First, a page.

Is Yesterday’s News Tomorrow’s Search History?
When I bought a new computer at the Apple store this fall, the Apple specialist diligently advised, “Do not save your pictures to Dropbox. Your agreement with them allows them to view and use your photos for marketing.” While I was unsure of the validity of this claim, her warning nonetheless raised the specter of an increasingly vexing question for users and all company stakeholders: What responsibility do tech companies have to protect customers’ public and private personal data?
Earlier this year, the European Court of Justice (ECJ) ruled in favor of user privacy, supporting the “right to be forgotten” and requiring Google to delete data that is “inadequate, irrelevant or no longer relevant” if a user requests it. In the U.S., where the tension between the right to privacy and the freedom of the press has a long and complex history, Americans have been slower to adopt such legislation.
Americans are still questioning our “right to be forgotten.” Should the Internet and the innovations of the last twenty years change our approach to privacy and the attendant issues of freedom of speech? The burden is on both companies and consumers to help define the future of this issue, as it has been throughout American history. U.S. law protects the freedom of the press for social media posts just as it does for printed articles in newspapers and magazines. The 140 character Tweets that leak celebrity selfies today are not so different from scandalous newspaper articles that helped define American views on the freedom of the press in the early 20th century.
My Dropbox data is private. But I also have public data available to anyone with a search engine. In a recent Forbes article, Joseph Steinberg made the argument that information protected by the Fair Credit Reporting Act, which allows data to drop off an individual’s credit report after a set period of time, might easily be found by credit companies on the Internet. With a single click in my search bar I can find any news article, or public Tweet, that mentions my name. The adage that “yesterday’s news is tomorrow’s fish and chips paper” is no longer true.
Likewise, the famous quip, “freedom of the press is guaranteed only to those who own one” (A. J. Liebling), may well apply to today’s tech company giants. Google, Twitter, Facebook, and Apple have unlimited access to the data that we give them, and some use it to support their business models through targeted advertising revenue.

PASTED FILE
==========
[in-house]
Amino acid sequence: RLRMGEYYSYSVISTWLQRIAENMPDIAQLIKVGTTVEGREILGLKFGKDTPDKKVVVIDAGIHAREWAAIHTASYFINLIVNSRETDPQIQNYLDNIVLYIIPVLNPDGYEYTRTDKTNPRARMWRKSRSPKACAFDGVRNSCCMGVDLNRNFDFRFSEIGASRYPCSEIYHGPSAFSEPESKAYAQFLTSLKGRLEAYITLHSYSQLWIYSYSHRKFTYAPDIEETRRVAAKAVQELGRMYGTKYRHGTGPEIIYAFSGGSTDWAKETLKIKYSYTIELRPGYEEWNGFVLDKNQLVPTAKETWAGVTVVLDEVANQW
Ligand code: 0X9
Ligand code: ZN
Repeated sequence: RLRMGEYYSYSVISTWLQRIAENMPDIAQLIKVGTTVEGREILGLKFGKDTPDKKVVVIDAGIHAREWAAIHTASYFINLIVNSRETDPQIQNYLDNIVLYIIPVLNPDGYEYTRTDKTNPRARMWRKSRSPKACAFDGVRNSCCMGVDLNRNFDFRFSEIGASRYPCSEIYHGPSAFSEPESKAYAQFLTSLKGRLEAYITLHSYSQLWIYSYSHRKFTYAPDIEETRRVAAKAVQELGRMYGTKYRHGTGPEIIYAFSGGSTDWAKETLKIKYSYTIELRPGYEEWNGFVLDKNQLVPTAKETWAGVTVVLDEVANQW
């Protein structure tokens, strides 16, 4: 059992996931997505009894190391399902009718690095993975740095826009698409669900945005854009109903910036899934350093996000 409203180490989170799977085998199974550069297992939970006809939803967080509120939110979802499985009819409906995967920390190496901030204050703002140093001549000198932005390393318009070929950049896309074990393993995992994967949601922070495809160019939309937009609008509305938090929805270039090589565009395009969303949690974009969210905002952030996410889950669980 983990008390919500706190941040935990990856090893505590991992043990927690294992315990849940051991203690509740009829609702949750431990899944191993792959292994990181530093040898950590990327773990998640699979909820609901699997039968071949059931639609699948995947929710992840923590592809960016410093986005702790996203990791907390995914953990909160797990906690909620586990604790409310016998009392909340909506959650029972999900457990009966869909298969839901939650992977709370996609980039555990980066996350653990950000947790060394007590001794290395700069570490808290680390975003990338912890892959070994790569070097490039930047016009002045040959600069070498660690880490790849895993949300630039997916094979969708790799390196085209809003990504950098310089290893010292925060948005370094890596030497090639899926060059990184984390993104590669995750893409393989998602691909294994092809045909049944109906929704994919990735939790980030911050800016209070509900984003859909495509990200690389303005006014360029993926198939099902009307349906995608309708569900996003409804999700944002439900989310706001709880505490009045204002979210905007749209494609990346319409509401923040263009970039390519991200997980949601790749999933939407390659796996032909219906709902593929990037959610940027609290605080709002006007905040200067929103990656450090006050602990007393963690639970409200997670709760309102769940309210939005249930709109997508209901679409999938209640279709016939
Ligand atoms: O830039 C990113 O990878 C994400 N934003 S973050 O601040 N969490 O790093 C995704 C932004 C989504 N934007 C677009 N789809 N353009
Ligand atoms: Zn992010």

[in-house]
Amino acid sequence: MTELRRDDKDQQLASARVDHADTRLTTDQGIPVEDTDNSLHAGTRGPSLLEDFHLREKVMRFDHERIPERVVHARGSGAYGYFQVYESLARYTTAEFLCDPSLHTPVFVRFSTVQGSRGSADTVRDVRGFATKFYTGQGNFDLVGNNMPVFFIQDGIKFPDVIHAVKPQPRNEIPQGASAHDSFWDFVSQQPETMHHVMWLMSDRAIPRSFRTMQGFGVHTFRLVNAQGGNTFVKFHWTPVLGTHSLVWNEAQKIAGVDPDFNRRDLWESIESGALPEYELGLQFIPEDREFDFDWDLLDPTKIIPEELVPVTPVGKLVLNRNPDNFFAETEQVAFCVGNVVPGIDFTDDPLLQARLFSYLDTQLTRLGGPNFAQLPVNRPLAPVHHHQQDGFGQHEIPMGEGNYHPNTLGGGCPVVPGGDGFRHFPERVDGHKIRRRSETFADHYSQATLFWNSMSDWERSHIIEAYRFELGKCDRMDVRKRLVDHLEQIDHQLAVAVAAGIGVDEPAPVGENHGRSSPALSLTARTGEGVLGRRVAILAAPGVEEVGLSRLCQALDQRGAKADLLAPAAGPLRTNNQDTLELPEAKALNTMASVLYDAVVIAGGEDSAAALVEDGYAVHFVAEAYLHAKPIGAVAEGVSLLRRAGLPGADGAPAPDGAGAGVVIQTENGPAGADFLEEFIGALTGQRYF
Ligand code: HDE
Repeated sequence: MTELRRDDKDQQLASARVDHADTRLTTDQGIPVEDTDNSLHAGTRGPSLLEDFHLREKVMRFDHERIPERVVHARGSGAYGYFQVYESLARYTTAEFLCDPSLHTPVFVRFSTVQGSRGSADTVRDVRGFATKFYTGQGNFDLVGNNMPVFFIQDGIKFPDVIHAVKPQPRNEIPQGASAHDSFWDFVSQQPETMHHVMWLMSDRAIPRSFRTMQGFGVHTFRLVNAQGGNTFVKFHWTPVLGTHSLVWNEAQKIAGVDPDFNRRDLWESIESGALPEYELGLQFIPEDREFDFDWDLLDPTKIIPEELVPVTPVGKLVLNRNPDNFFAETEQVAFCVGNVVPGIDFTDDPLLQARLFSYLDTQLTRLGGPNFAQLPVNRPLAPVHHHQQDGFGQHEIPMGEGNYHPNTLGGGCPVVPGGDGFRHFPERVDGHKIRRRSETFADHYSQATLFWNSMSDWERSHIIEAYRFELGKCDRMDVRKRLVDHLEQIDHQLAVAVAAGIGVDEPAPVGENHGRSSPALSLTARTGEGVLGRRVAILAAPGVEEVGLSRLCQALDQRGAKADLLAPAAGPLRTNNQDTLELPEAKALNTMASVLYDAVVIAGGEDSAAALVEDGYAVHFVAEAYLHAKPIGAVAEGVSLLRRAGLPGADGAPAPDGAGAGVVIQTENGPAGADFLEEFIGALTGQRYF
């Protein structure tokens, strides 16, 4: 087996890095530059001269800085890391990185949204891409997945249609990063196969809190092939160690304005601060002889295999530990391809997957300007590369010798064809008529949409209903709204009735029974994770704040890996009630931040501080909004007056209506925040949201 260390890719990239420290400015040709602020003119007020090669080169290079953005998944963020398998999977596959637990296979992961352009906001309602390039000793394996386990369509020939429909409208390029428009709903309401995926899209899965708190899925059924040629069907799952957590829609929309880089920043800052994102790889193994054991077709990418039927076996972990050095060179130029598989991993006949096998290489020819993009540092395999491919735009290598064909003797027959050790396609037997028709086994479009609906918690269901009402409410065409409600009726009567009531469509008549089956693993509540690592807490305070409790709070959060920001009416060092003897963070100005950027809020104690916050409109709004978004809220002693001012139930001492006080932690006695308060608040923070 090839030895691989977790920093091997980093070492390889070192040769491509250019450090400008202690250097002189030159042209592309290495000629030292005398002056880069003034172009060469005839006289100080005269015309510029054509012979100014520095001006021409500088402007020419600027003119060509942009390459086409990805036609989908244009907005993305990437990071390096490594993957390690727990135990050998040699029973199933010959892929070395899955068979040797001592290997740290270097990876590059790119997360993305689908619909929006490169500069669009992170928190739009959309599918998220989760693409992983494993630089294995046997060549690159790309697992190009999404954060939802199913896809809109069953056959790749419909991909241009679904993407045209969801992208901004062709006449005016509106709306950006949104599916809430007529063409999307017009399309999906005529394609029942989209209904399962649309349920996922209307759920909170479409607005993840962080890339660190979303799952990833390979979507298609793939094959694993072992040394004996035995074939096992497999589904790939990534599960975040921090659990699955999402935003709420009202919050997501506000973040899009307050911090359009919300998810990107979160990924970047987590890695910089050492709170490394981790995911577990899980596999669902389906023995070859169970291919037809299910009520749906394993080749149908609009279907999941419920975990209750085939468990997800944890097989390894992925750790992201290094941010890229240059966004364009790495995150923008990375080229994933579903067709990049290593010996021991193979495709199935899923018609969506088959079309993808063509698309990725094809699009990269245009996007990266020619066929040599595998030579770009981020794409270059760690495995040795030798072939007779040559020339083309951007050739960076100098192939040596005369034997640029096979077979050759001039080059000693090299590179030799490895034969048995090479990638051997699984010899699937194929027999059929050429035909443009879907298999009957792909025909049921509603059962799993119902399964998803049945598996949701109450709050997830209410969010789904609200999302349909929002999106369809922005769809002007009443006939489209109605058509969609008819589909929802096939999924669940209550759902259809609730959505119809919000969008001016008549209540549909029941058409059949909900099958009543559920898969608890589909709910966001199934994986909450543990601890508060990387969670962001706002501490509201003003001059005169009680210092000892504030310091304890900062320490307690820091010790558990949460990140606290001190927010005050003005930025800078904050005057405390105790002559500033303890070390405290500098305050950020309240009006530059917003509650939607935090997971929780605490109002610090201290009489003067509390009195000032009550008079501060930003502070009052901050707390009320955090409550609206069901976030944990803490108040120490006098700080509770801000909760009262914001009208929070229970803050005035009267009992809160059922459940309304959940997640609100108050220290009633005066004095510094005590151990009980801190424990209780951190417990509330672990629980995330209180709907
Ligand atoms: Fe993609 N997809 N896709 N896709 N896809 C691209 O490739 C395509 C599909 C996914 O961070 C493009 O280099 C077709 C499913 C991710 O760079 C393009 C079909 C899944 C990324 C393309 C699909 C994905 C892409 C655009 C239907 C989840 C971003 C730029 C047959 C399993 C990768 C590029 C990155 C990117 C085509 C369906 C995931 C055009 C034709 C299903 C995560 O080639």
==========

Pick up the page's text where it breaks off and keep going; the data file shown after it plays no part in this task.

These companies seem increasingly powerful. Making news this month, Google leased NASA’s Moffett Federal Airfield in Sunnyvale, California for $1.16B to support both their private jets and research in space exploration and robotics. The argument has been made that today’s corporations are more powerful than governments, and as we know from the recent Supreme Court Citizens United ruling, corporations have certain rights as persons. As they enter new markets, and file lawsuits in their interest and in the interests of their users, tech companies have the power to shape the policies of the future. Yet they themselves navigate the tension between privacy and security, even as they influence its implementation in the U.S. and abroad. When are tech companies overreaching? What are their responsibilities as global citizens to protect their stakeholders?
Our Peterson Series’ panelists this semester have shed light on these questions:
- Brian Farhi of Nest, a member of our Disruptive Innovation panel and a Haas alum, told us that, while protecting user anonymity, Nest technologies offer huge potential to improve our lives. The average person thinks about energy for six minutes a year. Nest thermostats are smarter than we are, and can use our data to help us make better decisions – using our data to save us money and to protect the environment.
- In our panel on conflict minerals, Zoe McMahon of Hewlett-Packard described creating an online chat room to discuss human rights issues for consumers. Companies are responding to real time issues on the ground, just as we are. HP connected their online dialogue with consumers to work with NGOs in rural communities and compliance with government policies in ways that promote transparency. This kind of dialogue, whether about hardware or data, can help foster understanding.
- Manas Mohapatra of Twitter, on a panel this November, explained how the company sued the Turkish government to protect the right to keep a Tweet live that accused a former Turkish official of corruption. Though controversy about the issue briefly shut down Twitter in this emerging market, the company ultimately prevailed, showing how businesses can strike a balance between privacy and security as they move into new markets.
I still save my photos in Dropbox. But I was provoked that day at Apple to think about perhaps the biggest lesson in all of this: that protecting my own privacy requires me to be informed as a consumer. The tech industry cannot do this alone. Tech companies respond to pressure from consumers and supporting third parties. Websites such as Chilling Effects, a project at Harvard’s Berkman Center for Internet and Society, capture sensitive data for companies that they themselves may hesitate to publish in their yearly reports. Third parties are vital in supporting honest dialogue about user privacy.
This is the type of dialogue that we hope to foster at the CRB. Join us next semester as we continue our Peterson Series with conversations on human rights and labor issues. Hope to see you there.
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